If you’re a misfit like me, the typical productivity advice just hasn’t worked for you.
You know what I’m talking about, the standard narrative of:
- Create one inbox for processing everything.
- Batch all like tasks together.
- Use a system to manage yourself.
All of this advice is great, but it doesn’t work for the ADD stricken, creative misfit, right-brained tribe.
Don’t get me wrong, this stuff is awesome for certain people. I have many friends that absolutely thrive on GTD and the standard productivity hacks and tricks. But what if those don’t work for you? Are you hopeless? Are you a lost soul forever doomed to end each day with the same thoughts… “WTF did I actually do?” and “Will I ever be able to follow through?”
Absolutely not. Albeit a bit counterintuitive, there is another way.
But first, let’s get something out of the way:
You are not broken. These tips will make you insanely productive, even if all the standard advice hasn’t worked for you so far.
If the typical productivity hacks, strategies and methods haven’t worked for you, then perhaps it’s not your fault. Perhaps it’s the approach you’ve been taking that hasn’t been working for you.
One of the dumbest things I’ve tried (and maybe you can relate) is reframing my “To Do List” as a “Get To Do List.” In other words, trying to reframe all shoulds as wants.
The only problem is, I, like 90% of people, didn’t actually change what’s on the list in the first place. I just tried slapping the label of “want” on top of it.
Now, not only was I not doing stuff I wanted to do, but I felt like a fraud for trying to act like I was excited about it. I can’t think of a better recipe for massive resistance.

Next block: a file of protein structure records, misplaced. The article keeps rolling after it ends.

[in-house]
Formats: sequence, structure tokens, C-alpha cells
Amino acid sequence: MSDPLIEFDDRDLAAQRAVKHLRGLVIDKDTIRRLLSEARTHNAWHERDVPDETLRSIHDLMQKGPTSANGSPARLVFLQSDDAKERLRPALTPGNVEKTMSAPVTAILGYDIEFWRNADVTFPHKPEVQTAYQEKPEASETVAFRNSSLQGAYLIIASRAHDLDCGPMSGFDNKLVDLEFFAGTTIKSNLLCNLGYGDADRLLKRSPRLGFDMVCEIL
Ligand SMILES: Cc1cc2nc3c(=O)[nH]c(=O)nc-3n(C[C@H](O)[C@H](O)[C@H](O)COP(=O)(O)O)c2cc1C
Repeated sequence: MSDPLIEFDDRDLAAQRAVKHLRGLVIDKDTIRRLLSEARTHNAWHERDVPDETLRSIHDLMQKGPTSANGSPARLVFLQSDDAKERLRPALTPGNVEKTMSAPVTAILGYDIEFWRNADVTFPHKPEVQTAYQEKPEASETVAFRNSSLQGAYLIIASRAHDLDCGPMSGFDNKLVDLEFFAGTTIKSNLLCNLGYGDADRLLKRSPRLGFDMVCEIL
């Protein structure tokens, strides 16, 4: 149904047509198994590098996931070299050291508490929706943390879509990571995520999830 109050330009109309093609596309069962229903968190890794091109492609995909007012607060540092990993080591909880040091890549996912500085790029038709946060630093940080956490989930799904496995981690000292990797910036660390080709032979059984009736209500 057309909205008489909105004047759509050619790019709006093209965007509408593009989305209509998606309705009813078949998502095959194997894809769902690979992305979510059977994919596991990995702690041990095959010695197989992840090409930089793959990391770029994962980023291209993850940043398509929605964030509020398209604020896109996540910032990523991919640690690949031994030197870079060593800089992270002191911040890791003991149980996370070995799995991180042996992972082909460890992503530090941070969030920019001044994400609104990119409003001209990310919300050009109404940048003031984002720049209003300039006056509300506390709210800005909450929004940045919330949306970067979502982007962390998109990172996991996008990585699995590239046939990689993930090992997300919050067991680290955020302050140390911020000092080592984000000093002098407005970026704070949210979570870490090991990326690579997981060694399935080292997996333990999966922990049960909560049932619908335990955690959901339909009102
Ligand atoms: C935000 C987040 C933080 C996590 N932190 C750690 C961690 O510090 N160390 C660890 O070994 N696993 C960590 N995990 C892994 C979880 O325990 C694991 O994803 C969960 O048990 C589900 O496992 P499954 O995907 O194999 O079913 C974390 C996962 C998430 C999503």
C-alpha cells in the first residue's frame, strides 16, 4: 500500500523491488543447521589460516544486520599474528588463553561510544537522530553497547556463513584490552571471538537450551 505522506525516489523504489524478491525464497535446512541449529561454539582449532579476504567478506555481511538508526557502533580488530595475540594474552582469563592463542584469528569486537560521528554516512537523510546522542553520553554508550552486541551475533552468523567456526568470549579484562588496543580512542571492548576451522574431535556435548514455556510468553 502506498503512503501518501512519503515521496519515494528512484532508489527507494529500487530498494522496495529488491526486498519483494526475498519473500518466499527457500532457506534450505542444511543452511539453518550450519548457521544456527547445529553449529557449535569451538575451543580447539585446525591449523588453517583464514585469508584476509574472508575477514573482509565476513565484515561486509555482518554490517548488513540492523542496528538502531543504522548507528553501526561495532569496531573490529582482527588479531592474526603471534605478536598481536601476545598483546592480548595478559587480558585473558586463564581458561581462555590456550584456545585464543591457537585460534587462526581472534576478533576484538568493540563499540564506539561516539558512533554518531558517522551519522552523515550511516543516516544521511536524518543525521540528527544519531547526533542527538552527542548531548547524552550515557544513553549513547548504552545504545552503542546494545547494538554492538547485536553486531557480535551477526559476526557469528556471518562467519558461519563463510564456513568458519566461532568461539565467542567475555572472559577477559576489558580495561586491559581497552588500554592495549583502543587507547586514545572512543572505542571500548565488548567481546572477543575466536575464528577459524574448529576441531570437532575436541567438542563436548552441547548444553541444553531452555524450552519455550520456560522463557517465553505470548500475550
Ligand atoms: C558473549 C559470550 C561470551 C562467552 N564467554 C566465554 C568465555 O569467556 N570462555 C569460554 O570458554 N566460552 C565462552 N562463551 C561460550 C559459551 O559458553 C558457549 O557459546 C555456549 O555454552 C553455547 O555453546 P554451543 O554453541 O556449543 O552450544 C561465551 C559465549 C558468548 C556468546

This article isn’t about trying on another productivity system (that clearly doesn’t fit), or attempting to put a square peg into a round hole. This is about counterintuitive approaches to getting shit done like a boss while not trying to make yourself into a robot.
Counterintuitive Tip #1: Seasons and Cycles Over Steady-State Roboticism
Most people try to make themselves into productivity robots.
We force quotas, lists and deadlines on ourselves as if we’re some type of Input Fuel, Output Work Machine. We are not machines, and we need to stop acting like it. Machines are steady-state output producers. Humans are ebbing and flowing organic beings.
Relax your expectations of constant, never-ceasing production. Instead, focus your energies on how you want to feel and what you need to operate with greatness.
Maybe that means more self-care, more breaks, or more doing shit you actually care about.
Remember, we come from nature and are born from seasons. This means that we’ll naturally cycle inward and naturally cycle back outward. Sometimes we will feel drawn to reflect, meditate and grow internally with no outward signs of productivity or results. And sometimes we will feel an inescapable urge to create, shine and radiate our gifts uncontrollably to the world.
The key is in learning to identify and honor your natural rhythms. Listen and lean into whatever you’re being pulled to.
Counterintuitive Tip #2: Flow Before Patterns
If you start your day writing down the stuff you think you should do based on patterns of what you normally do or what’s just a good business move, you’re immediately screwed.
Resistance creeps in. You feel trapped. You feel an immediate urge to put it off in favor of something more fun and interesting.
Realize this: People don’t procrastinate because they’re lazy. People procrastinate as a self-defense mechanism against doing stuff they despise or doing things too mechanically.
Instead, ask yourself What would I absolutely love to do and feel immensely proud of doing today?
Most productivity systems are built like crutches meant to prop you up.
They’re pushing you to do something that might be unnatural.
So what if instead of needing to be pushed, you simply focused on activities that pulled you and were hard not to do?
A good rule of thumb: The more productivity tricks you need to get it done, the less likely it is that it’s meaningful to you. Share
Counterintuitive Tip #3: Try to Get Almost Nothing Done